For the sake of simplicity and understanding, the description of zone plate disk 106 and Nipkow disk 108 has herein been limited to a single focusing element 128 in conjunction with a corresponding single pin hole 109. As was discussed in conjuntion with FIGS. 2A and 2B of the prior art, many advantages can be obtained by using a plurality of apertures 109 in the Nipkow disk and a plurality of focusing elements 128 within zone plate disk 106. Such an embodiment will now be discussed in conjunction with FIGS. 4 and 5.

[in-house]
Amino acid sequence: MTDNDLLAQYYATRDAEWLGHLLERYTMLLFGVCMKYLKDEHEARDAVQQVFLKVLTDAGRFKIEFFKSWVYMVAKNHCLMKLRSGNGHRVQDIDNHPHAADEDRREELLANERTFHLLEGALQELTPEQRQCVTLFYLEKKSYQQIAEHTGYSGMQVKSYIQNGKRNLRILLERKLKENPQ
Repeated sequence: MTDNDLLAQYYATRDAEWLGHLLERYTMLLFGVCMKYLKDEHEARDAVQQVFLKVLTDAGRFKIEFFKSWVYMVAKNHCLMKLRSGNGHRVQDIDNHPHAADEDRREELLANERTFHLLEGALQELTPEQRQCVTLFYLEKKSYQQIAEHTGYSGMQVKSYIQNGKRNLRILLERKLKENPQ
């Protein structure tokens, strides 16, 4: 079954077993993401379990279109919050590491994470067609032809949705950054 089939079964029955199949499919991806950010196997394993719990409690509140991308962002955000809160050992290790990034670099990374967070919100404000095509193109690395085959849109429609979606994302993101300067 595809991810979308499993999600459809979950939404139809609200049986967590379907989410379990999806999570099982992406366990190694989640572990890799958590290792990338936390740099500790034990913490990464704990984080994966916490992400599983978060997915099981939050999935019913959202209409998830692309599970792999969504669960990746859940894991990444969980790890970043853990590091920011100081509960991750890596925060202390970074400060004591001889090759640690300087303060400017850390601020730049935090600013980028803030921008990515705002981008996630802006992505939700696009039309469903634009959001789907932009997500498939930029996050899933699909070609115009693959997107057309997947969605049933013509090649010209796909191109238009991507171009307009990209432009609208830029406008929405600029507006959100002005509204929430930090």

Now referring to FIGS. 3, 4, and 5, zone plate disk 106 is comprised of a plurality of focusing elements 128 which are arranged in an Archimedes spiral upon disk 106. Nipkow disk 108 includes a plurality of pin holes 109 which pass through the body of disk 108. For each pin hole 109 of Nipkow disk 108, there exists a corresponding focusing element 128 on zone plate 106. If the centers 131, 132 of disk 108 and zone plate 106 are fastened to shaft 134 of rotary motor 136, sample 116 can be scanned in a similar way to that discussed in conjunction with FIGS. 2A and 2B of the prior art. Specifically, as zone plate disk 106 and Nipkow disk 108 are rotated synchronously by motor 136, a plurality of points 122 are simultaneously scanned across specimen 116. As long as pin holes 109 are separated by a distance large enough so that there is no interaction between the image formed by the individual pin holes, a complete, high resolution image can be formed by rotating zone plate disk 106 and Nipkow disk 108 about their respective centers 132, 131. The same advantages gained by using a single focusing element are also present when employing multiple focusing elements.